Third, Anderson Sylva is so much better than anyone, that its not even fair to have fight anymore. Well, ok, he is better, but he should be required to take two, maybe three fights in the future. Since he has so thoroughly cleaned out the 185lb division, he needs to move up and fight the light-heavyweight champion, and then, once he gets that, he needs to move up and fight for the heavyweight belt. I think he can make a serious run at that belt and it would be an incredible feat to take all 3 belts and would solidify him as the greatest MMA fighter of all time. If he takes both of those belts, then the UFC needs to work out a deal for him to fight Fedor to determine who really is THE GREATEST FIGHTER in the world (Fedor, in my view is the only guy who has a real chance at beating Sylva). The other thing that was clear to me after watching him fight, and also from having seen GSP fight recently, is that GSP is a nice fighter, but would get utterly destroyed by Sylva, and the UFC should have NO INTEREST in matching up GSP with Sylva.

Well, that is how I see it, let me know what you think.

Tuesday, April 6, 2010

Message Framing part 1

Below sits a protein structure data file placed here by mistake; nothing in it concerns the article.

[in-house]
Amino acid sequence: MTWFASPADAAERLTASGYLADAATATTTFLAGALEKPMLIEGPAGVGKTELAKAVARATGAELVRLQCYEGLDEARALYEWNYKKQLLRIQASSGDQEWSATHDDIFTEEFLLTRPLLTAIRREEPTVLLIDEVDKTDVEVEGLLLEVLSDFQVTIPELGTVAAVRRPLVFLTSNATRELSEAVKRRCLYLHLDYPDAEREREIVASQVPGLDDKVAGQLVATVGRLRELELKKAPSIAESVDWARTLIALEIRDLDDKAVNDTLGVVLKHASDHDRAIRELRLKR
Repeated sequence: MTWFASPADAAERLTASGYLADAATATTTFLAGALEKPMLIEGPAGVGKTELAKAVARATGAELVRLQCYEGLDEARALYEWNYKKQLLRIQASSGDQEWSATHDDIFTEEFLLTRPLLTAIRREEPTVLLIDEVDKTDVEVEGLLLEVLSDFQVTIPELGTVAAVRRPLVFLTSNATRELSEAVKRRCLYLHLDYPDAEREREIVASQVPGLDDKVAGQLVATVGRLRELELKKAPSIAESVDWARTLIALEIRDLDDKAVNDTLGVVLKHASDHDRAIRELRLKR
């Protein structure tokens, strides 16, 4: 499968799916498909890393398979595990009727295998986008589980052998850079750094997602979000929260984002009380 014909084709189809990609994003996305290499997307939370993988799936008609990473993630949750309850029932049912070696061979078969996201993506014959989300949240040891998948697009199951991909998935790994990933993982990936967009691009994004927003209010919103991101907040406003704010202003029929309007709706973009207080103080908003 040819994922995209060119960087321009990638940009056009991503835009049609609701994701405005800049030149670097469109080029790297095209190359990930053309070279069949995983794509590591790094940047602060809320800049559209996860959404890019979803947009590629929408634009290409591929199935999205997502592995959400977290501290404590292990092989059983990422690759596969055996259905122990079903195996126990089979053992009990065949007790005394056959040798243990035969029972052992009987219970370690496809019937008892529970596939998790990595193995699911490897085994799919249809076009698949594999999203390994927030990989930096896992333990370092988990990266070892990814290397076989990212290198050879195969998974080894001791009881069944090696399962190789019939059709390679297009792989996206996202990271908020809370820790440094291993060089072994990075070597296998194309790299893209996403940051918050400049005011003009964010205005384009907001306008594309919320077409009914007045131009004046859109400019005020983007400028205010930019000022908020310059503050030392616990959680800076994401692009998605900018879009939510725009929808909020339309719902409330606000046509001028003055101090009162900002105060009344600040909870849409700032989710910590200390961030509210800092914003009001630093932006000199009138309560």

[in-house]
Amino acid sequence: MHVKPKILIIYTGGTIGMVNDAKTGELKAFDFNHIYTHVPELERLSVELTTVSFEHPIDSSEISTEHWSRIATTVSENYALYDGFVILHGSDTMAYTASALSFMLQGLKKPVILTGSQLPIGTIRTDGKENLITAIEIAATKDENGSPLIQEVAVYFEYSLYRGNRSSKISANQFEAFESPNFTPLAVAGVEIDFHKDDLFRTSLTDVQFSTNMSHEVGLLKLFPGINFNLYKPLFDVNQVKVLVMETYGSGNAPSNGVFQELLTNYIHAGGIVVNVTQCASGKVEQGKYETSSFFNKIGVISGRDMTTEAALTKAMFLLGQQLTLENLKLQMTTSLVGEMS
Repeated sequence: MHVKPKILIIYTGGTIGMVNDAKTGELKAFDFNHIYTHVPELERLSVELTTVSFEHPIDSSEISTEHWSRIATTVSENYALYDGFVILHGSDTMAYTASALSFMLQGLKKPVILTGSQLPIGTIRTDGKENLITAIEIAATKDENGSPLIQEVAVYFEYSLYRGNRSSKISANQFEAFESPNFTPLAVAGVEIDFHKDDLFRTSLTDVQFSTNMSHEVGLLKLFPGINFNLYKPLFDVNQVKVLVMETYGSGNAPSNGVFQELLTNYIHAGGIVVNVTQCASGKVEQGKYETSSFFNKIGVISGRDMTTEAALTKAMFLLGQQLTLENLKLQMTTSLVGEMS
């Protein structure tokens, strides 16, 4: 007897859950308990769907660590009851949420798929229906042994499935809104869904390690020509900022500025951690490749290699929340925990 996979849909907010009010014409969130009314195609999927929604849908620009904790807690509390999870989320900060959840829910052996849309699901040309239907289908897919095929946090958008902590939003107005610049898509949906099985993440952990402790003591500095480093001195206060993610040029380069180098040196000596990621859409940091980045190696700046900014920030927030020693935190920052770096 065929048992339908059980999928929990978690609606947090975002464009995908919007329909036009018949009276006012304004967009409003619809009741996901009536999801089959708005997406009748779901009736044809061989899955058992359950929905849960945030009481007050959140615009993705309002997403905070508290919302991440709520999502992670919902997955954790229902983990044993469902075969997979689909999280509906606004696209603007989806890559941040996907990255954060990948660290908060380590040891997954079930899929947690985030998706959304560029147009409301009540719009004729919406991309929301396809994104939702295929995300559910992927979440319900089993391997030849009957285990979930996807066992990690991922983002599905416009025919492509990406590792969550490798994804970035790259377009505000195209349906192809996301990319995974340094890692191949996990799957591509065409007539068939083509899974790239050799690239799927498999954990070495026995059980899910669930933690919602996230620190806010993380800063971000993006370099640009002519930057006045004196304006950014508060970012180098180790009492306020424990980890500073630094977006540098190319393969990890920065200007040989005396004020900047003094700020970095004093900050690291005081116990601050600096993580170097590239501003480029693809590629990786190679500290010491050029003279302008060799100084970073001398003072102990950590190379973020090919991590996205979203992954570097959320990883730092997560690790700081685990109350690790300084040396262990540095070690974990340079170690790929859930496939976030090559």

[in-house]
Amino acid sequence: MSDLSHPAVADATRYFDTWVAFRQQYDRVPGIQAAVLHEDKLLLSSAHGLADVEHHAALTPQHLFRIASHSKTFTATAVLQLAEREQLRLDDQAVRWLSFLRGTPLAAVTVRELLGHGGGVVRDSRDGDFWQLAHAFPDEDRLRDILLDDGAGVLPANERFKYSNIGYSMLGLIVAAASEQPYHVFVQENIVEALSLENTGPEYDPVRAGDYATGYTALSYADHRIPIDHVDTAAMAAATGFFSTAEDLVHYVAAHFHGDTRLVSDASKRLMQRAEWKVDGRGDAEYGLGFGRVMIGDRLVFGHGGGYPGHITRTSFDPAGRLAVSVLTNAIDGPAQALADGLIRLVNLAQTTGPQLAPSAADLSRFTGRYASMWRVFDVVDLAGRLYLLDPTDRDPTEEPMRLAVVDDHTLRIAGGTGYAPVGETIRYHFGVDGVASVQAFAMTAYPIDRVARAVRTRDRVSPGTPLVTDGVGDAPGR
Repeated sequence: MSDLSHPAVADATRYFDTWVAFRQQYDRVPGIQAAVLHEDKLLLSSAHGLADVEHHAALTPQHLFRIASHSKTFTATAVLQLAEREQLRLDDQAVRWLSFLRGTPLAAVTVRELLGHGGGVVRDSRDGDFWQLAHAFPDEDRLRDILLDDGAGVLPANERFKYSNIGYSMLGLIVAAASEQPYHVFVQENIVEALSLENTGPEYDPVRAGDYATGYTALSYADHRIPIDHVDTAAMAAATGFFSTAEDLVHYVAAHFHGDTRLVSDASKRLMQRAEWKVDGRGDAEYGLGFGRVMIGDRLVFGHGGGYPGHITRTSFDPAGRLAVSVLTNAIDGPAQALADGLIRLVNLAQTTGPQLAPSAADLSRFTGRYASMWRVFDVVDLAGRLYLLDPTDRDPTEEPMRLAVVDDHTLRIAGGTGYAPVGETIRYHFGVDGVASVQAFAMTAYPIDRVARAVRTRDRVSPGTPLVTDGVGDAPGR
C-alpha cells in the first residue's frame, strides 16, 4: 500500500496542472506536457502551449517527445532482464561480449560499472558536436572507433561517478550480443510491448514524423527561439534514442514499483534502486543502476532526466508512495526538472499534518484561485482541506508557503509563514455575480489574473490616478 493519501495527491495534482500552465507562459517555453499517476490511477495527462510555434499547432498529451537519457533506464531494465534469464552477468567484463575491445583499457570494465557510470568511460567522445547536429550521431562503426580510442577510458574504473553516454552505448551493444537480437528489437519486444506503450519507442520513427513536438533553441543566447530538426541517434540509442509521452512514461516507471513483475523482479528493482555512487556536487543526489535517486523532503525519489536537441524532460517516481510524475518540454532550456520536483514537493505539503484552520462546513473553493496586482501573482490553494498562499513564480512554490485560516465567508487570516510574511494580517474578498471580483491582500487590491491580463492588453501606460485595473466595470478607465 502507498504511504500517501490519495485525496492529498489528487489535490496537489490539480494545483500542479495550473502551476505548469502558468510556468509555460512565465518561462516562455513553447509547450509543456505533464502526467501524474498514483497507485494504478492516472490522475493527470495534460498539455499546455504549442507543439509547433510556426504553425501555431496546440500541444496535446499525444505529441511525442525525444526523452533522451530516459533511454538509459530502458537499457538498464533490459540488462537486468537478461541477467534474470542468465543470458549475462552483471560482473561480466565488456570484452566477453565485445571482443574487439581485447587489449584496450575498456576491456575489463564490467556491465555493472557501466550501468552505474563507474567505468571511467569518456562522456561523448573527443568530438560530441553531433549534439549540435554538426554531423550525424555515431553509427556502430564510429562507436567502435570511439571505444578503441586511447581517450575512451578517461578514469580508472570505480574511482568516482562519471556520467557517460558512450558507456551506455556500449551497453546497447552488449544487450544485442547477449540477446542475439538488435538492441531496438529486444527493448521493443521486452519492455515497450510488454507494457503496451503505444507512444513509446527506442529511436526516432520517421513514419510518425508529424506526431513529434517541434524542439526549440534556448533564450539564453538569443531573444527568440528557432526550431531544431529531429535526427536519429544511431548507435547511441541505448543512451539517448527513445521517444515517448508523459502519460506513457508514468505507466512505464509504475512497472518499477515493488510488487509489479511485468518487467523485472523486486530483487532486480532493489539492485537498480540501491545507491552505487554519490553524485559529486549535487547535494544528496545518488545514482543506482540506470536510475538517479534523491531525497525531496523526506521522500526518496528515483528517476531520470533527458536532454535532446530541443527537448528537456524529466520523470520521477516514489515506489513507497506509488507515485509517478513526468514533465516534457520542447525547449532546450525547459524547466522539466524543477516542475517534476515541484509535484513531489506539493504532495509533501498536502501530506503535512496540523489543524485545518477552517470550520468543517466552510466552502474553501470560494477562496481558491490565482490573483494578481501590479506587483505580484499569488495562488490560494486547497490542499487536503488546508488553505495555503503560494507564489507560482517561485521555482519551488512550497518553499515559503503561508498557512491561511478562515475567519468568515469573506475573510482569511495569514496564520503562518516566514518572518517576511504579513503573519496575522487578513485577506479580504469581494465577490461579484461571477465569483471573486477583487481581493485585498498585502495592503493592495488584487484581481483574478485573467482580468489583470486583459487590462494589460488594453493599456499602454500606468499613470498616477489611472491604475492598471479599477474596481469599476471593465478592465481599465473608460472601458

Message framing has its origin in the work of Daniel Kahneman and Amos Tversky, who jointly developed Prospect Theory (PT, 1979), which attempts to explain how people manage risk and uncertainty. Two similar and interrelated concepts form the basis of (PT) which in turn forms the foundation of the rhetorical strategy of message framing. The first is the concept of loss aversion, which says that, in general, people strongly prefer avoiding losses to acquiring possible gains (some studies suggest that losses are twice as powerful, psychologically, as gains). The second, but related concept, is the certainty effect, which says that people are generally risk averse with respect to choices involving probable gains and risk seeking with respect to choices involving sure losses. In other words, people tend to underweight outcomes that are merely probable in comparison with outcomes that are obtained with certainty. According to PT then, an individual’s perception of risk and its attending prospect of potential loss are crucial factors in decision making when confronted with a persuasive message. These insights from PT, have been developed into a rhetorical strategy called message framing, which is about constructing persuasive messages to shape a persons perception of the risk involved in complying with a persuasive message. A persuasive appeal shaped by message framing will frame the content of the appeal either in a positive frame (gain-frame), emphasizing the desirable consequences associated with compliance with the advocated viewpoint, or, a negative frame (loss-frame), emphasizing the undesirable consequences associated with noncompliance.